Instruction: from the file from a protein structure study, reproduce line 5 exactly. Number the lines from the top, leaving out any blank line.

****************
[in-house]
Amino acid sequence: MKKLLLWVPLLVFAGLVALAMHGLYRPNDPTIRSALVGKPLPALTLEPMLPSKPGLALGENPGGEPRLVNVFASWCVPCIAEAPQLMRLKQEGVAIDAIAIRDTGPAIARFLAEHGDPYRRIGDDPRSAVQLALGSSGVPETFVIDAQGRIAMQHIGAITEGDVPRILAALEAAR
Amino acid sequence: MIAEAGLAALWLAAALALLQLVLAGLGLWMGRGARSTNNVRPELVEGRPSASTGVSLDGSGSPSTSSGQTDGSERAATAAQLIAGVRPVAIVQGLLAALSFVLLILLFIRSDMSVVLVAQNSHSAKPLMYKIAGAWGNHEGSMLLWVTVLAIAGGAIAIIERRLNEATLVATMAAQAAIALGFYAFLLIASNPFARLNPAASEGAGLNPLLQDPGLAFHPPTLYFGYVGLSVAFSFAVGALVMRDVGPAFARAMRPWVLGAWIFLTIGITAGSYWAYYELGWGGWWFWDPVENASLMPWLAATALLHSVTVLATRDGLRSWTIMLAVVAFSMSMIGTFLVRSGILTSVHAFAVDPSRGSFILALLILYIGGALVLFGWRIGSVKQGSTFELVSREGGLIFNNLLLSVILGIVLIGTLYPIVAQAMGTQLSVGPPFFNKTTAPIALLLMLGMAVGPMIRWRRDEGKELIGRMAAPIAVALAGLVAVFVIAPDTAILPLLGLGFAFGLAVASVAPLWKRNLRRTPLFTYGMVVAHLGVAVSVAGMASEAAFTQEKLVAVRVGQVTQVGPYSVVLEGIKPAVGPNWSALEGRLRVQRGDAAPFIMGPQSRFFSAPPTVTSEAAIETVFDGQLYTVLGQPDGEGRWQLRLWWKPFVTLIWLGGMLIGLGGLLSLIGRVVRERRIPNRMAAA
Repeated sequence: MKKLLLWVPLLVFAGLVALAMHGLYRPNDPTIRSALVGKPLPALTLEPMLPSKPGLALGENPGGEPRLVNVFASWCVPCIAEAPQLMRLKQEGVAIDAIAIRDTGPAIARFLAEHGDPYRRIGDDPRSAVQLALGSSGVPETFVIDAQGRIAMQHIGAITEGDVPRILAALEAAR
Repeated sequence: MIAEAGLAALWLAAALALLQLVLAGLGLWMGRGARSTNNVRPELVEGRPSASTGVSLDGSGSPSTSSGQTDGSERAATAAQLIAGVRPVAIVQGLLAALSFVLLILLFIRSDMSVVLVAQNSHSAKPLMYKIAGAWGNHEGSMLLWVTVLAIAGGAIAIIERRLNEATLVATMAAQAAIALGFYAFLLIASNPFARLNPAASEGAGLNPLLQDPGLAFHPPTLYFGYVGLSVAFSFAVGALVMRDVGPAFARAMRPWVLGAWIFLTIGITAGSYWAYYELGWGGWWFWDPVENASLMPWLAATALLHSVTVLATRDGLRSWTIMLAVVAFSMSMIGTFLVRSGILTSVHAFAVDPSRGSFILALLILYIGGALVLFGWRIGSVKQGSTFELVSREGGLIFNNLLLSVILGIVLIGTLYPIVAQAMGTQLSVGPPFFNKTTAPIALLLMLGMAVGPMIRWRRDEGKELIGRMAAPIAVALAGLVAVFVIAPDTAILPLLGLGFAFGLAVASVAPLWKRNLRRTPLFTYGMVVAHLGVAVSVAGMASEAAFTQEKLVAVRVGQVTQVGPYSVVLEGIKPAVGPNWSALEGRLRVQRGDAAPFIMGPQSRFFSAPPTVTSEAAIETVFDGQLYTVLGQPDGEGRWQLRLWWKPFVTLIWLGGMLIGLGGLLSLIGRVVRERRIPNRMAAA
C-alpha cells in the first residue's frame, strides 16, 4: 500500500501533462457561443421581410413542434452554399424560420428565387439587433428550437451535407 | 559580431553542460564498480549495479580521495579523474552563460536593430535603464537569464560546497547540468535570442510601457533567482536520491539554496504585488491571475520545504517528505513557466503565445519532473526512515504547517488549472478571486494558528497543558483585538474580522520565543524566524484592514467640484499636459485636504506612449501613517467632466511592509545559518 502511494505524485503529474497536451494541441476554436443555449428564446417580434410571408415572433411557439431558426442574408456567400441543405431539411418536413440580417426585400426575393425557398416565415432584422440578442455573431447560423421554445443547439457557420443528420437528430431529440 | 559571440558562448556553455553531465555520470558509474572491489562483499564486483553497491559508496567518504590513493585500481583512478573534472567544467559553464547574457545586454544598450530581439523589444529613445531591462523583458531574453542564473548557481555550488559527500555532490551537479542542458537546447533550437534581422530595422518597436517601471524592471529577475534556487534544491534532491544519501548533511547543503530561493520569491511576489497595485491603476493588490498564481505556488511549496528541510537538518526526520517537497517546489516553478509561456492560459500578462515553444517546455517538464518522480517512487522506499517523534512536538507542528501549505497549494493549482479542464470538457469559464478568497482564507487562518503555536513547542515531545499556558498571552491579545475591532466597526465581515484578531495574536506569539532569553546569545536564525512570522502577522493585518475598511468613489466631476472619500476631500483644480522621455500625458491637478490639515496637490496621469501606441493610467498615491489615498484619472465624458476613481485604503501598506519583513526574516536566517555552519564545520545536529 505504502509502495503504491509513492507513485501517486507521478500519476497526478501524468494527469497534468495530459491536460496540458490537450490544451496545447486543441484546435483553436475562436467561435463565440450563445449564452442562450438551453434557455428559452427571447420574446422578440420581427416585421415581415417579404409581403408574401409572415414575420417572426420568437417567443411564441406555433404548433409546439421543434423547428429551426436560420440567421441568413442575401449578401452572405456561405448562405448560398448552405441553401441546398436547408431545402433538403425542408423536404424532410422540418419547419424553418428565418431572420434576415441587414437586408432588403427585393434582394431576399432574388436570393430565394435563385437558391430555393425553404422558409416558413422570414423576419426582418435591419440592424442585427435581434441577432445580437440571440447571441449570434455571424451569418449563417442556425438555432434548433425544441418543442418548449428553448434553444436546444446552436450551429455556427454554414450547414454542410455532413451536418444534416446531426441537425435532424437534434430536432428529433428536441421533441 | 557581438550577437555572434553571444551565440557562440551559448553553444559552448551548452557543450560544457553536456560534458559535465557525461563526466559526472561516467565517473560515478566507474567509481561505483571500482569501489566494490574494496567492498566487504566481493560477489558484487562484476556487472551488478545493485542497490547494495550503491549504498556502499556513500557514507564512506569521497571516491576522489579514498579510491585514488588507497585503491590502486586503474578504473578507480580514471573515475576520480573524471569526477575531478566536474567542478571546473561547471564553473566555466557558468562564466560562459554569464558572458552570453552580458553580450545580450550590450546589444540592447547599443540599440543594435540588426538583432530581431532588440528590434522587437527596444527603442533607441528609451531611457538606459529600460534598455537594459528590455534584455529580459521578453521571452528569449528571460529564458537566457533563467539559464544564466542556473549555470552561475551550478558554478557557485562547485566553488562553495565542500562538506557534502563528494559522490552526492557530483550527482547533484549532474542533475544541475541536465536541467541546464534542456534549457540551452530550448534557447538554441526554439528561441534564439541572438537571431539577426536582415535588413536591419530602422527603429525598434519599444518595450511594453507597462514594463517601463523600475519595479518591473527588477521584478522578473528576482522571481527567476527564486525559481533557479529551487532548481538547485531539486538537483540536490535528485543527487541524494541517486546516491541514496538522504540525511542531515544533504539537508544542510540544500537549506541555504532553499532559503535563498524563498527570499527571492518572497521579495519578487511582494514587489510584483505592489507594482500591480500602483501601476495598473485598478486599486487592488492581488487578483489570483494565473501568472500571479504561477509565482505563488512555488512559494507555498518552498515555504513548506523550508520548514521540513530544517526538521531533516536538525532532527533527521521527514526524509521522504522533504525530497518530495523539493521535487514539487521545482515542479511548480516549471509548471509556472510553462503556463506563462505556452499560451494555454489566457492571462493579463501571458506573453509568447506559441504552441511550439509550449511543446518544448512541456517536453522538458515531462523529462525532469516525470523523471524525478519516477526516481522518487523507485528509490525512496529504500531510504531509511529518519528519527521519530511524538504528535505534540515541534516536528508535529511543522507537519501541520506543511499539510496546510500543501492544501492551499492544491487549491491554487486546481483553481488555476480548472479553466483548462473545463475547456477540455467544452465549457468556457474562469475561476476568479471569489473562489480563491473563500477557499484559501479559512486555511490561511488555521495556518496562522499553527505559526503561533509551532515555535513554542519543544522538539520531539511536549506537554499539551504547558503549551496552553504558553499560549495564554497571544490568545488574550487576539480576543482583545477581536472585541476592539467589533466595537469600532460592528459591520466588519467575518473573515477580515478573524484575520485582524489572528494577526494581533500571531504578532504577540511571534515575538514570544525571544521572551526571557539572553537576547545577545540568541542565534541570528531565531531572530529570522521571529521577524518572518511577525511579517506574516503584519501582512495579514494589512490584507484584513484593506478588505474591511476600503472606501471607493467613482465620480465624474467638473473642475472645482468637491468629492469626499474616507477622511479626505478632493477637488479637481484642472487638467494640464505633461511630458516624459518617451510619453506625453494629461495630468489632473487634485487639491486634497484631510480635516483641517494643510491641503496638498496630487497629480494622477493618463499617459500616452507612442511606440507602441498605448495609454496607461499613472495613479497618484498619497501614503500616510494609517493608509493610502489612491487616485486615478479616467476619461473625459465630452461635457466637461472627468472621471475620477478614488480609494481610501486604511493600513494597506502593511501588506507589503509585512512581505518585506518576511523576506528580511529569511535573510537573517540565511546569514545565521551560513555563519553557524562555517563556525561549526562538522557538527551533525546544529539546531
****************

Repeated sequence: MIAEAGLAALWLAAALALLQLVLAGLGLWMGRGARSTNNVRPELVEGRPSASTGVSLDGSGSPSTSSGQTDGSERAATAAQLIAGVRPVAIVQGLLAALSFVLLILLFIRSDMSVVLVAQNSHSAKPLMYKIAGAWGNHEGSMLLWVTVLAIAGGAIAIIERRLNEATLVATMAAQAAIALGFYAFLLIASNPFARLNPAASEGAGLNPLLQDPGLAFHPPTLYFGYVGLSVAFSFAVGALVMRDVGPAFARAMRPWVLGAWIFLTIGITAGSYWAYYELGWGGWWFWDPVENASLMPWLAATALLHSVTVLATRDGLRSWTIMLAVVAFSMSMIGTFLVRSGILTSVHAFAVDPSRGSFILALLILYIGGALVLFGWRIGSVKQGSTFELVSREGGLIFNNLLLSVILGIVLIGTLYPIVAQAMGTQLSVGPPFFNKTTAPIALLLMLGMAVGPMIRWRRDEGKELIGRMAAPIAVALAGLVAVFVIAPDTAILPLLGLGFAFGLAVASVAPLWKRNLRRTPLFTYGMVVAHLGVAVSVAGMASEAAFTQEKLVAVRVGQVTQVGPYSVVLEGIKPAVGPNWSALEGRLRVQRGDAAPFIMGPQSRFFSAPPTVTSEAAIETVFDGQLYTVLGQPDGEGRWQLRLWWKPFVTLIWLGGMLIGLGGLLSLIGRVVRERRIPNRMAAA